* Steinbrueck fights on but lags far behind Merkel in polls
* Uncertainty grows as SPD cools on "grand coalition" option
* SPD candidate shows human side in a bid to rescue campaign
By Erik Kirschbaum
HAMBURG, Germany, Aug 15 Peer Steinbrueck,
fighting a long-shot battle to oust Chancellor Angela Merkel in
September, was determined to get into the cockpit of an empty
Lufthansa Boeing 747 so that a pack of photographers could get
shots of him at the controls.
But he forgot the 747 cockpit is on the upper deck and ended
up stuck in front of a windowless wall on the floor below with a
puzzled look on his face.
Steinbrueck, a straight-talking former finance minister,
can't seem to convince voters that he would be a better pilot
than Merkel. Germans are in no mood for change, polls show, and
Steinbrueck is struggling to get his campaign off the ground.
In fact, with less than six weeks to go until the Sept. 22
vote, the debate within his party, the centre-left Social
Democrats (SPD), is shifting.
No longer are SPD members asking whether Steinbrueck can
win. They are trying to figure out what to do when he doesn't.
A growing number of voices in the SPD is warning the
leadership of Germany's oldest party against entering another
"grand coalition" under Merkel - which could lead to a period of
uncertainty as she searches for another coalition partner.
The last time the SPD joined forces with Merkel, the party
crashed to its worst result in the post-war era, winning just 23
percent of the vote in 2009, down from over 34 percent in 2005.
Several SPD leaders suggested recently that the SPD might be
better off on the opposition benches if the party and its
traditional partner, the environmentalist Greens, falls short of
a majority in September.
"If that's the result we end up with, then it is likely the
view will prevail that the SPD should not go into a grand
coalition," former party chairman Franz Muentefering told German
weekly Die Zeit in an interview published on Tuesday.
'THE PROBLEM WITH MERKEL IS...'
Some are also interpreting plans by the SPD, announced by
chairman Sigmar Gabriel this week, to hold a special congress
two days after the vote as a sign the party could refuse a
partnership with Merkel, who may be forced to seek a new
coalition partner if she fails to win a centre-right majority.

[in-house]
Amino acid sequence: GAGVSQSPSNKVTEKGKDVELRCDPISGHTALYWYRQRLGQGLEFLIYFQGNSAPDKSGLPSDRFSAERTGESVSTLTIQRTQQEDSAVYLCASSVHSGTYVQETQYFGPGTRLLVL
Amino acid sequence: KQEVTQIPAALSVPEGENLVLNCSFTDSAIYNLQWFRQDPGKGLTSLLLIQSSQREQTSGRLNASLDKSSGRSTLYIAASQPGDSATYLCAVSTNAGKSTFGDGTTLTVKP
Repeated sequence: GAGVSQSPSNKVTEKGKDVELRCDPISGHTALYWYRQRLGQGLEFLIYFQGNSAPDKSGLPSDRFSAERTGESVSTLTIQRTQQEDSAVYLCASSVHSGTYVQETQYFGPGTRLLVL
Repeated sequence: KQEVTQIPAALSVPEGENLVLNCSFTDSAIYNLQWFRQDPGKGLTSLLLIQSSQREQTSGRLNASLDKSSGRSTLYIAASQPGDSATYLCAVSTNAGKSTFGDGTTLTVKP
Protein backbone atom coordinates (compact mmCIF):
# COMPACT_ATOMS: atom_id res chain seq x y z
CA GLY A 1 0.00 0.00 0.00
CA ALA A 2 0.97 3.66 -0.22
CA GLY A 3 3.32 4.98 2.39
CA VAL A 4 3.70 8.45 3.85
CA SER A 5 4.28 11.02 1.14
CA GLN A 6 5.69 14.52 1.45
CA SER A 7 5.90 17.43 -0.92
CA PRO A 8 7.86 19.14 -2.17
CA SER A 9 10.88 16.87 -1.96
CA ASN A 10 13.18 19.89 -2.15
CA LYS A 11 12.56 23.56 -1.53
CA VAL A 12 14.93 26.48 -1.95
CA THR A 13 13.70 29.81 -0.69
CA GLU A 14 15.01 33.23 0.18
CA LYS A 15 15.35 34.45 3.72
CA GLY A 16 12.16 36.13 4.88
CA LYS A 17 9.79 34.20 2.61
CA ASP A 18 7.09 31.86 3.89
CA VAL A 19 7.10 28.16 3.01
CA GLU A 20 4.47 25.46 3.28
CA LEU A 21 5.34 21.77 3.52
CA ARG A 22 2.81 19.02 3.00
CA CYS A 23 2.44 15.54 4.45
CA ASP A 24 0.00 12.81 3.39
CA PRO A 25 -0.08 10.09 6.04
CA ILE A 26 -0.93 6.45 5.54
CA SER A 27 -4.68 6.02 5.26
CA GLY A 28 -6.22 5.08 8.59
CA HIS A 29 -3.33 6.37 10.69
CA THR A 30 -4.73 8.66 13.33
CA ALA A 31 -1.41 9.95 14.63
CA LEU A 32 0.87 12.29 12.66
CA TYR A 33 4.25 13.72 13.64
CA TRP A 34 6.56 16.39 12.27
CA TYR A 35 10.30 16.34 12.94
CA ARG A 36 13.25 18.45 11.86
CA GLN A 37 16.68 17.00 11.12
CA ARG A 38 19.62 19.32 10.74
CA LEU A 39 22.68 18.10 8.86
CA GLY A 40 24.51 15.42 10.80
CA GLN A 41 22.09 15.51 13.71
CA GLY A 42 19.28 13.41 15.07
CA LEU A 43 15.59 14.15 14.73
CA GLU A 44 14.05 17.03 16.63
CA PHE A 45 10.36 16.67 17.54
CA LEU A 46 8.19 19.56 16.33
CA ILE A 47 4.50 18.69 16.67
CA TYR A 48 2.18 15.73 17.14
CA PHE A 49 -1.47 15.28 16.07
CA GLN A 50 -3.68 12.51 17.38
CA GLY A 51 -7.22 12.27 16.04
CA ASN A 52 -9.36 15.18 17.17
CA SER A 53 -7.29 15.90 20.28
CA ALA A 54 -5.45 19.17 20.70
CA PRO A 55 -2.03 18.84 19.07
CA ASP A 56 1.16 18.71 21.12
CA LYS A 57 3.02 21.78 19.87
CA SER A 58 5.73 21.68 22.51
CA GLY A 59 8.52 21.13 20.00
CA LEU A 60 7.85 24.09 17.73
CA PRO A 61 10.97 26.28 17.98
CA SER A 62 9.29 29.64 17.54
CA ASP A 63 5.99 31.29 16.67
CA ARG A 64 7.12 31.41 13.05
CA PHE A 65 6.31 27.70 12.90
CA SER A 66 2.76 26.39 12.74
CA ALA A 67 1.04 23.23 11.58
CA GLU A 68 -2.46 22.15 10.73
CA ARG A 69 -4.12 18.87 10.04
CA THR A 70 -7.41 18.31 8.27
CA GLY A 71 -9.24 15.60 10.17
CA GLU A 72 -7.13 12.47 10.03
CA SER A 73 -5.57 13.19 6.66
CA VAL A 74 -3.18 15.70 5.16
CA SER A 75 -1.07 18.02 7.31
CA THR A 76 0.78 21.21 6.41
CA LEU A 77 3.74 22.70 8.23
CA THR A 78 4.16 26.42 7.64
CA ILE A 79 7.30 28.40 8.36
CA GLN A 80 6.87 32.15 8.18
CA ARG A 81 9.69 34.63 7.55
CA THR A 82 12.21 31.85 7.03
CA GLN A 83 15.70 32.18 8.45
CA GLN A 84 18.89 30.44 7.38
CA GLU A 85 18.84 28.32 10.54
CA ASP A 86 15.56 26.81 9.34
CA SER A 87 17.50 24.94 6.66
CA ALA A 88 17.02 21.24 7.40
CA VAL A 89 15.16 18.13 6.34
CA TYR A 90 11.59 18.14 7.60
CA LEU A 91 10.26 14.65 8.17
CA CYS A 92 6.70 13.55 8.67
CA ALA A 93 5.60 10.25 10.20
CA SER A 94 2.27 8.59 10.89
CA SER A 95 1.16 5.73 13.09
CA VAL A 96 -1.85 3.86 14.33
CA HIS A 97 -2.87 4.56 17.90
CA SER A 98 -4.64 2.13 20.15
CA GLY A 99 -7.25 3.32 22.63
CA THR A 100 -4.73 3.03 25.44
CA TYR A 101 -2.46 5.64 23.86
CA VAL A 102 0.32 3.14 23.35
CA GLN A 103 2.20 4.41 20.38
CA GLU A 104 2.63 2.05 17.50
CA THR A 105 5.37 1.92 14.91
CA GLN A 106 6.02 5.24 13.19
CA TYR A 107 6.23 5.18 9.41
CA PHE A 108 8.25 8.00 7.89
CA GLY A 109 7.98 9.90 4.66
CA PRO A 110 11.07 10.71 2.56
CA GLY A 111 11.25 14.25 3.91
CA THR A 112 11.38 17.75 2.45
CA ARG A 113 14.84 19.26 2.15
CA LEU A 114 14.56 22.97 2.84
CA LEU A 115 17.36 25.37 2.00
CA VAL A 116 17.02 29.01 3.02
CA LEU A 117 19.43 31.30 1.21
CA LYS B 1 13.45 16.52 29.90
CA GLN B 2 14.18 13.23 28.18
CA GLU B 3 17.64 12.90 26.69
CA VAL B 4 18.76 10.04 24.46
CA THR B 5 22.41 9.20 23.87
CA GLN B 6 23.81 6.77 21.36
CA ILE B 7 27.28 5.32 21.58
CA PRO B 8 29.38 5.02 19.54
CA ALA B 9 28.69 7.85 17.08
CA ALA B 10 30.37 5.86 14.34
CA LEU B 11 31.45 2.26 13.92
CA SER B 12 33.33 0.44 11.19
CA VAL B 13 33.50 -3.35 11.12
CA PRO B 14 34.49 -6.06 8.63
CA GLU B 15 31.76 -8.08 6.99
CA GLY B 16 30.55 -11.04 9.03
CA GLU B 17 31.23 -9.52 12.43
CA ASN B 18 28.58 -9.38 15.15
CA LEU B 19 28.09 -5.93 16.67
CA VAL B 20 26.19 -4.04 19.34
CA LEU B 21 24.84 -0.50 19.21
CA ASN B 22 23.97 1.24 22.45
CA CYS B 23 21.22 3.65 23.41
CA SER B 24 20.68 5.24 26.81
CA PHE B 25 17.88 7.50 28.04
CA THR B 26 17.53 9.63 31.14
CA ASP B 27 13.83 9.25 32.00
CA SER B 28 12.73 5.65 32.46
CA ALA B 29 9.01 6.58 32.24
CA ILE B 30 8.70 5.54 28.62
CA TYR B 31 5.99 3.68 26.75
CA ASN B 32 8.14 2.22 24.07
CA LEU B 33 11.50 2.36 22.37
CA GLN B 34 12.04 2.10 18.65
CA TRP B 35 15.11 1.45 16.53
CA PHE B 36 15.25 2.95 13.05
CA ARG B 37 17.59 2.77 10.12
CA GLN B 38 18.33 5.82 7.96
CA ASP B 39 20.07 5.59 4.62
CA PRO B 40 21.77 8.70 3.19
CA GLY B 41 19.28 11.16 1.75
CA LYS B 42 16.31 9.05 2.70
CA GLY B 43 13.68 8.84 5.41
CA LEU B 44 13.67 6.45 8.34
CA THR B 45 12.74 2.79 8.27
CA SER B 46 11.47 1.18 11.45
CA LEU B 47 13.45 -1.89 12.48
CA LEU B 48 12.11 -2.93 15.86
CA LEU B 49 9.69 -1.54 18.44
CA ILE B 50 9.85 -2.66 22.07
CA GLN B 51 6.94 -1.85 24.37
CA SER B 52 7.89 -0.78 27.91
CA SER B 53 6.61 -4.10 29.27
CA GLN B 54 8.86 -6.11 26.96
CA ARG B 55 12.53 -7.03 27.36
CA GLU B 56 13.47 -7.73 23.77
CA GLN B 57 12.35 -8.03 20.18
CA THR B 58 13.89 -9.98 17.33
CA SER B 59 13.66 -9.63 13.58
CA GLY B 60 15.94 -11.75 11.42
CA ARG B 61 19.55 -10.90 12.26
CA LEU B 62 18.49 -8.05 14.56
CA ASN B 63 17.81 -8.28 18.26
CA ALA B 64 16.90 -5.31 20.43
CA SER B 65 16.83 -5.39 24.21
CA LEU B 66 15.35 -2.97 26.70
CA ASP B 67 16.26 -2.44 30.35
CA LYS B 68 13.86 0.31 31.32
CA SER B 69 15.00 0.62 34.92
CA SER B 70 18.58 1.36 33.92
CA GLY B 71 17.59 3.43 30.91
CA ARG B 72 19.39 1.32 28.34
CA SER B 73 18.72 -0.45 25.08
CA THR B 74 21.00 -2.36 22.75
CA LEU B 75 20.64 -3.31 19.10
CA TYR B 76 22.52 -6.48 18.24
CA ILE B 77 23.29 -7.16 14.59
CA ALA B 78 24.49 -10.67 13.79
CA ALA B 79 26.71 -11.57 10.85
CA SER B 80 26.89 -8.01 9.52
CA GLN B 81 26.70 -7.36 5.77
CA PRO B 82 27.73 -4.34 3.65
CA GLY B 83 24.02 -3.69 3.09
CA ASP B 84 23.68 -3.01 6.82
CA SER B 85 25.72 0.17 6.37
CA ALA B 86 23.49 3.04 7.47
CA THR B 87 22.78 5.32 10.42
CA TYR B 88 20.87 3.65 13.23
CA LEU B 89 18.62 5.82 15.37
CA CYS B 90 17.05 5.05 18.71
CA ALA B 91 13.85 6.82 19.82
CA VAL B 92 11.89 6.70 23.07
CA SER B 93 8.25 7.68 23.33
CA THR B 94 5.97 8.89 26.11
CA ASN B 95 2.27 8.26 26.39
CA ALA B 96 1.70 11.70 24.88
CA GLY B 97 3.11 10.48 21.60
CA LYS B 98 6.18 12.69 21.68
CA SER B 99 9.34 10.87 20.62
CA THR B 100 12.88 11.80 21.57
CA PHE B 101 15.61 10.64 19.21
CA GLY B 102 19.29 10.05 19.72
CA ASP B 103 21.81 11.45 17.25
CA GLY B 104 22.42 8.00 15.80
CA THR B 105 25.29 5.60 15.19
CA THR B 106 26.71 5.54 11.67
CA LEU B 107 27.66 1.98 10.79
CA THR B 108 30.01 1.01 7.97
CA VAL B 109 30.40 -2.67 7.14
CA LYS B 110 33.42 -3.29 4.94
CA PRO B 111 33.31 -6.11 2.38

Steinbrueck has ruled out participating in another "grand
coalition" under Merkel. His ally Frank-Walter Steinmeier, the
SPD parliamentary leader and a former foreign minister who was
crushed by Merkel in 2009, is also known to be deeply sceptical.
Perhaps more importantly, so is Hannelore Kraft, the popular
SPD state premier of North Rhine-Westphalia, whose influence
could grow significantly if the party turns in another
disastrous performance next month.
"It's going to be a very different situation than in 2005,"
said Thomas Jaeger, a political analyst at Cologne University.
"I can imagine there are a lot of people in the SPD who aren't
going to be interested at all in being junior partners with
Merkel again. They saw where that led them last time."
Steinbrueck is trying desperately to narrow the gap with
He has abandoned the traditional German stump speech in
front of large crowds. Instead, he is opting for more U.S.-style
town hall events in which he stands in the centre of a smaller
group, fielding questions and doing his best to entertain.
"It's a different kind of event," Steinbrueck told a small
group of reporters. "We saw with Obama how his campaigns went
straight to the streets to give voters a direct comparison."
While it worked for Obama, Steinbrueck has so far failed to
capture Germans' imaginations. In fact his campaign has been
filled with blunders.
He mishandled a row over lucrative fees he earned as an
after-dinner speaker before becoming the party's candidate. He
then compounded the error by saying chancellors were underpaid
and that Merkel was so popular because she was a woman.
Last week, thousands of campaign posters dissolved in the
Opinion polls have put the SPD at around 25 percent for
months - roughly 15 points behind Merkel's conservatives.
A Forsa poll published on Wednesday showed only 23 percent
of Germans would vote for Steinbrueck if they could directly
elect their chancellor, up 2 points from last week. Merkel would
win 54 percent of the direct vote, down 1 point.
The poll contained more bleak news for Steinbrueck as it
found nearly a quarter of SPD voters believe Merkel and her
conservatives are better able to tackle Germany's problems.
Support for the Greens, junior partners to the SPD in former
Chancellor Gerhard Schroeder's government between 1998 and 2005,
stands at roughly 13 percent.
The Greens and the conservatives were once enemies but have
grown closer. Some analysts said a conservative-Greens alliance
would be an option for Merkel if she failed to get a
centre-right majority and the SPD balked at a coalition.
In one of Steinbrueck's favourite campaign jibes at Merkel,
he describes her as a pilot who has lulled the passengers into a
false sense of security by guiding them through the storm.
"The problem is," Steinbrueck says, pausing for his punch
line: "You just don't know where you're going to land."